The Man Behind Elmo

It's probably silly to walk into Kevin Clash's office expecting to see anything other than a grown-up's office—a desk, a phone, a computer and an ergonomic chair. But because Clash has spent the last two decades providing the voice and personality of Elmo, "Sesame Street"'s wildly popular 3½-year-old red monster, there's the expectation of something a bit more exotic, perhaps a red fur-covered chaise lounge. Instead, there are walls painted with a muted teal and an unspectacular office setup, though the huddle of eight Daytime Emmys (less the one he left in Baltimore) tends to draw attention to itself.

Exploding expectations is so large a part of Clash's life now that he could legitimately list it on his resume. Many people wouldn't expect the person who voices Elmo to be 45 years old, or tall, or broad-shouldered, or male, or black, but Clash is all those things. Of course, he's also profoundly successful and grateful that a certain red Muppet fell into his lap.

Well, actually, it fell into his hands. So goes the story that begins Clash's appropriately titled new memoir "My Life as a Furry Red Monster." A junior puppeteer-in-training at the time, he was challenged to give voice to Elmo, who was then just a puppet in cold storage, the remains of a failed attempt to introduce a red Muppet to the show ("Sesame Street" values diversity in puppet hiring).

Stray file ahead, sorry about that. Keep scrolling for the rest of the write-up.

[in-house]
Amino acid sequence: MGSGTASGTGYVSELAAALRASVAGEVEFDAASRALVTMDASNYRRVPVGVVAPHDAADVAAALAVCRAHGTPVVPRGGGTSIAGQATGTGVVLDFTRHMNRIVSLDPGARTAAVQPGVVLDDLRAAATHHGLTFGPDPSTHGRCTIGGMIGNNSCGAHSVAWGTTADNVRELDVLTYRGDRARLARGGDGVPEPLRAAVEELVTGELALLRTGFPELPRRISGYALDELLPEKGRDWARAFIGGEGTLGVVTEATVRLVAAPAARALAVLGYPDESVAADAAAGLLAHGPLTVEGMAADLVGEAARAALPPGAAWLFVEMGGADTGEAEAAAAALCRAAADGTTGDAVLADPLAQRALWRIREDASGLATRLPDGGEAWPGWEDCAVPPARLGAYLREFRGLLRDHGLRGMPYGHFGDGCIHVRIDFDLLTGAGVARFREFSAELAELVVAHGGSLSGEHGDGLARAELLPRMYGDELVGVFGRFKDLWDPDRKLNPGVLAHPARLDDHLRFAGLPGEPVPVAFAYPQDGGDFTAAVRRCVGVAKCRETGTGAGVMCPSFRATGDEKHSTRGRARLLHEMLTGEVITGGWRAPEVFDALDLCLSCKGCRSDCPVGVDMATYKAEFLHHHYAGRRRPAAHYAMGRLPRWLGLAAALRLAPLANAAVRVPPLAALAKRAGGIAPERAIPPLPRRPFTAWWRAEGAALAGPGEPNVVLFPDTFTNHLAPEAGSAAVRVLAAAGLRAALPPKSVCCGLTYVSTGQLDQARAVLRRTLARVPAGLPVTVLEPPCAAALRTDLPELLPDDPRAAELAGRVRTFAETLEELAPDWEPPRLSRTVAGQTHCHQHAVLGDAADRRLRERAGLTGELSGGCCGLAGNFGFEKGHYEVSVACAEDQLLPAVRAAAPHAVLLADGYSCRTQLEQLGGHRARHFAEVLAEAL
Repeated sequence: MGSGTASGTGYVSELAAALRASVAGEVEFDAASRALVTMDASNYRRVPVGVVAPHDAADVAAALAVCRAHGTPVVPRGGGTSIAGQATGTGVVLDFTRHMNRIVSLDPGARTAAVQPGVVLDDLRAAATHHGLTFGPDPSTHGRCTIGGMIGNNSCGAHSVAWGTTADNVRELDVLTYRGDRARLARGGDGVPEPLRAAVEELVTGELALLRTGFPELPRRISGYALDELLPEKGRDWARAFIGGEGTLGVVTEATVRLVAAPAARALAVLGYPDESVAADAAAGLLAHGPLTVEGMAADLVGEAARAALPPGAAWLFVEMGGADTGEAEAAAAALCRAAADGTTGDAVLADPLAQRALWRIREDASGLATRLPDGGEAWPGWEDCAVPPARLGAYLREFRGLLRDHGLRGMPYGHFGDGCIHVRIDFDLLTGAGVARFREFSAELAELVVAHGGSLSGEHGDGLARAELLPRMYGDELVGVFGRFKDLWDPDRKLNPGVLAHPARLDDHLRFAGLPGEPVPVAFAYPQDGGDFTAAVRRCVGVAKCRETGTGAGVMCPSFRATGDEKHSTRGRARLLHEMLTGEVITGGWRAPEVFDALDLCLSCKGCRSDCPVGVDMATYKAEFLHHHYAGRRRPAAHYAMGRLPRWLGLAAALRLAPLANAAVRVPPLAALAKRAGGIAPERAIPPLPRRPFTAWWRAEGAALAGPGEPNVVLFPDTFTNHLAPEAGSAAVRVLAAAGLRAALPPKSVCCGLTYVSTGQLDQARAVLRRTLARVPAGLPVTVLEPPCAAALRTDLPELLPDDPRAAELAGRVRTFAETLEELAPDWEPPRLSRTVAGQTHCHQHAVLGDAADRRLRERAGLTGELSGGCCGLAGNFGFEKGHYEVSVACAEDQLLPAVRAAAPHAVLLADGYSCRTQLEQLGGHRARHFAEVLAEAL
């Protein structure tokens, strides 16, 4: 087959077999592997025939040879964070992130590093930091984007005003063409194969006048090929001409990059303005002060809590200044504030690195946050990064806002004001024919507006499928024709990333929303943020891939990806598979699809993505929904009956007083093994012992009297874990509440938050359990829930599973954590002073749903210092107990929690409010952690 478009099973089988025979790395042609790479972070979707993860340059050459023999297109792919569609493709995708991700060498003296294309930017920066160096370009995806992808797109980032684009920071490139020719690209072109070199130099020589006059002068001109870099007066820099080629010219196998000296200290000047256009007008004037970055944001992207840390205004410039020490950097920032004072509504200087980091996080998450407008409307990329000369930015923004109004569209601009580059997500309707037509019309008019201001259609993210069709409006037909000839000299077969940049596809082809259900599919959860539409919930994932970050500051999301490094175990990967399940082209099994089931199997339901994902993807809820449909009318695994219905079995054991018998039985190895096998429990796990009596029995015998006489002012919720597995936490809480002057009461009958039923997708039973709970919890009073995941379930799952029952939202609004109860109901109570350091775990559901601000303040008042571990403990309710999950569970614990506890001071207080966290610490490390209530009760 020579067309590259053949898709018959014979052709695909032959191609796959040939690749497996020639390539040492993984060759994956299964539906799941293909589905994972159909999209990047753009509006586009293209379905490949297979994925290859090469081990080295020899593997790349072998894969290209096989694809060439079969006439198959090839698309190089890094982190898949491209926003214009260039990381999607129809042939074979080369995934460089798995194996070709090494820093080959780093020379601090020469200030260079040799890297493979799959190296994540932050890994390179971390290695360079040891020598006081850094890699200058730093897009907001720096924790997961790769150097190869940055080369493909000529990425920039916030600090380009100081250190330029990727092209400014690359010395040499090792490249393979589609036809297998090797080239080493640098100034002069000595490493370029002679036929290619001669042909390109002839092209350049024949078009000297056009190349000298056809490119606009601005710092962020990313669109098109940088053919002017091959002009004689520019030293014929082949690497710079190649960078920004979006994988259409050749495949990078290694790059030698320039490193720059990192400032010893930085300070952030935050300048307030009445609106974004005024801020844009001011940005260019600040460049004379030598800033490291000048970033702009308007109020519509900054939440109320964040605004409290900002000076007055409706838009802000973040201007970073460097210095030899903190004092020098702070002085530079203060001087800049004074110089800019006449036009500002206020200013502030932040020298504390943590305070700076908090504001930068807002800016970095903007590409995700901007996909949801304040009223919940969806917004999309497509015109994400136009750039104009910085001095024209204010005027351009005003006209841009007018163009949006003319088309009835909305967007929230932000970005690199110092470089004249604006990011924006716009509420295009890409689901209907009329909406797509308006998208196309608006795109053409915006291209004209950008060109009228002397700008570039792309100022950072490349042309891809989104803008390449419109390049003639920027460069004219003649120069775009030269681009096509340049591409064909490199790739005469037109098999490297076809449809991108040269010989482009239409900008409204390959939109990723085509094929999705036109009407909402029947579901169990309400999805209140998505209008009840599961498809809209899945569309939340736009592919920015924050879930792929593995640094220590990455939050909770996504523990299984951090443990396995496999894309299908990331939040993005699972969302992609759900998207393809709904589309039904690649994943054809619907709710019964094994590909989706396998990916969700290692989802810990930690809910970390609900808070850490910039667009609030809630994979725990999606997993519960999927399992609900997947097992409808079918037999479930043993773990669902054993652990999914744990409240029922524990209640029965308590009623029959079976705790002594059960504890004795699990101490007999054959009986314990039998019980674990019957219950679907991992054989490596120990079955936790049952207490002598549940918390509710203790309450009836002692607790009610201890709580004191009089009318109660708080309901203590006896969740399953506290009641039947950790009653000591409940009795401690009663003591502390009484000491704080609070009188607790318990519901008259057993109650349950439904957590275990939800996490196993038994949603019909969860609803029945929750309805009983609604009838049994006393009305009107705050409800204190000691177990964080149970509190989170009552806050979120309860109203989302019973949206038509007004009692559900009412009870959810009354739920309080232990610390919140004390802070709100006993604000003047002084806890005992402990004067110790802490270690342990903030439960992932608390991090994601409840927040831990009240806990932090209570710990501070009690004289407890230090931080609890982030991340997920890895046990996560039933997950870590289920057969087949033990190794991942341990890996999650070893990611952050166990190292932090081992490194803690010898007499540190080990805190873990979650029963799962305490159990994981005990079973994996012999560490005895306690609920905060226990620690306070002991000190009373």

Elmo has since become a cultural phenomenon responsible for a riot-sparking toy (Tickle-Me Elmo), his own mini-show within "Sesame Street" ("Elmo's World") and one puppeteer's exhaustion. "It's nonstop for me, even on the weekend," says Clash of his work schedule, which, in addition to performing, also includes casting, direction and even musical arrangement. "Right now I have 14 scripts I have to go through, and I'm casting actors for a home video. I just cast a carrot and an orange."

Despite a career always threatening to encroach upon his personal life, Clash says he tries his hardest not to take the job—or the puppet—home with him. Though it's clear that when someone loves a job as much as Clash loves playing Elmo, there's barely a division between business and pleasure, even when there should be. "I can revert back to my childhood very easily, sometimes to a fault," he says, breaking into an endearing laugh that's not as over-the-top as Elmo's but still pretty infectious. "In certain ways, it trickles into me as an adult, and I get that Peter Pan syndrome so it gets in the way sometimes. But you can't be that 24/7 or else you'd have no money, you'd have no life, because you have to be an adult sometimes."

He seems like an adult all the time, actually, if perhaps a giddy, giggly one. Still, Peter Pan never had as much responsibility as Clash, who carries a large portion of the workload for the "Sesame Street" juggernaut, now approaching its 38th season. "No single person has been more responsible for the continued success of 'Sesame Street' over the last decade than Kevin Clash," says Sesame Workshop president and CEO Gary Knell in an e-mail. "Elmo is Elvis to young children." So what's the little monster's appeal? "Elmo is so successful because everybody wants to be like Elmo," Clash says.